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Barriers to achieving care at home at the end of life : transferring patients between care settings using patient transport services.

Research output: Contribution to journalJournal article

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<mark>Journal publication date</mark>12/2009
<mark>Journal</mark>Palliative Medicine
Issue number8
Volume23
Number of pages8
Pages (from-to)723-730
StatePublished
Original languageEnglish

Abstract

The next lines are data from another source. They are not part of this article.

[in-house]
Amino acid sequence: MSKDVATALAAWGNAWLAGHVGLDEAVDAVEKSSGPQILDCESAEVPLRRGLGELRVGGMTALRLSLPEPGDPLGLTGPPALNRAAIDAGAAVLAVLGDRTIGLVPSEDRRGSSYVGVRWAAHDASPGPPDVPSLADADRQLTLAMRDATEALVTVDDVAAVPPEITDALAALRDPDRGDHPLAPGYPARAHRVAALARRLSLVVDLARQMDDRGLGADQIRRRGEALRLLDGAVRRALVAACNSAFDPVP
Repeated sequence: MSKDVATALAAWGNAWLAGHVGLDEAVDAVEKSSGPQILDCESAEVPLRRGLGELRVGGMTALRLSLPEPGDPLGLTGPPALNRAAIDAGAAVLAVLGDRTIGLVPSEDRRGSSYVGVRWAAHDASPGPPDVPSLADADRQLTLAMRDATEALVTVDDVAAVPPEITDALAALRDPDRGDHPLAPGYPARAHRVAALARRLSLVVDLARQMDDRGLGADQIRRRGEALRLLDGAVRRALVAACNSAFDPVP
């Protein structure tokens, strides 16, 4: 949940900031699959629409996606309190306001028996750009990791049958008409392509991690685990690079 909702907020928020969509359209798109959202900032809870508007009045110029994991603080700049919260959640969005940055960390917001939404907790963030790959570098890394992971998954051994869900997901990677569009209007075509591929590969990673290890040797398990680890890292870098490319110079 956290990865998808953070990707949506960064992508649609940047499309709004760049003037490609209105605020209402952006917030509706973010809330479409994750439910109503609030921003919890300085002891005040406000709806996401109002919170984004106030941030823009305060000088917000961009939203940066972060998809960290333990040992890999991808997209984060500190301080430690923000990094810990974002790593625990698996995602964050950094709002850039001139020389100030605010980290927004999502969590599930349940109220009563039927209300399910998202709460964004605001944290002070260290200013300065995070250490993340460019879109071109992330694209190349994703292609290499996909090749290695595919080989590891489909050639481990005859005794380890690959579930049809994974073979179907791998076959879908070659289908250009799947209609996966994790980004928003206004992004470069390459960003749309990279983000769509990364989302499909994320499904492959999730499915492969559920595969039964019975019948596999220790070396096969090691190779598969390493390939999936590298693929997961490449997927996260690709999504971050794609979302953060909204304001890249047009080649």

Enabling patients to be cared for in their preferred location often involves journeys between care settings. The challenge of ensuring journeys are timely and safe emerged as an important issue in an evaluation of palliative care services, which informed a service redesign programme in three areas of the United Kingdom by the Marie Curie Cancer Care ‘Delivering Choice Programme’. This article explores perceptions of service users and key stakeholders of palliative care services about problems encountered in journeys between care settings during end-of-life care. This article draws on data from interviews with stakeholders (n = 44), patients (n = 16), carers (n = 19) and bereaved carers (n = 20); and focus groups (n = 9) with specialist nurses. Data were gathered in three areas of the United Kingdom. Data were analysed using a framework approach. Transport problems between care settings emerged as a key theme. Four particular problems were identified: (1) urgent need for transport due to patients’ rapidly changing condition; (2) limited time to organise transfers; (3) the management of specialist equipment and (4) the need to clarify the resuscitation status of patients. Partnership working between Ambulance Services and secondary care is required to develop joint protocols of care to ensure timely and safe transportation between care settings of patients, who are near their end of life. Commissioning of services should be responsive to the complexities of patients’ needs and those of their families.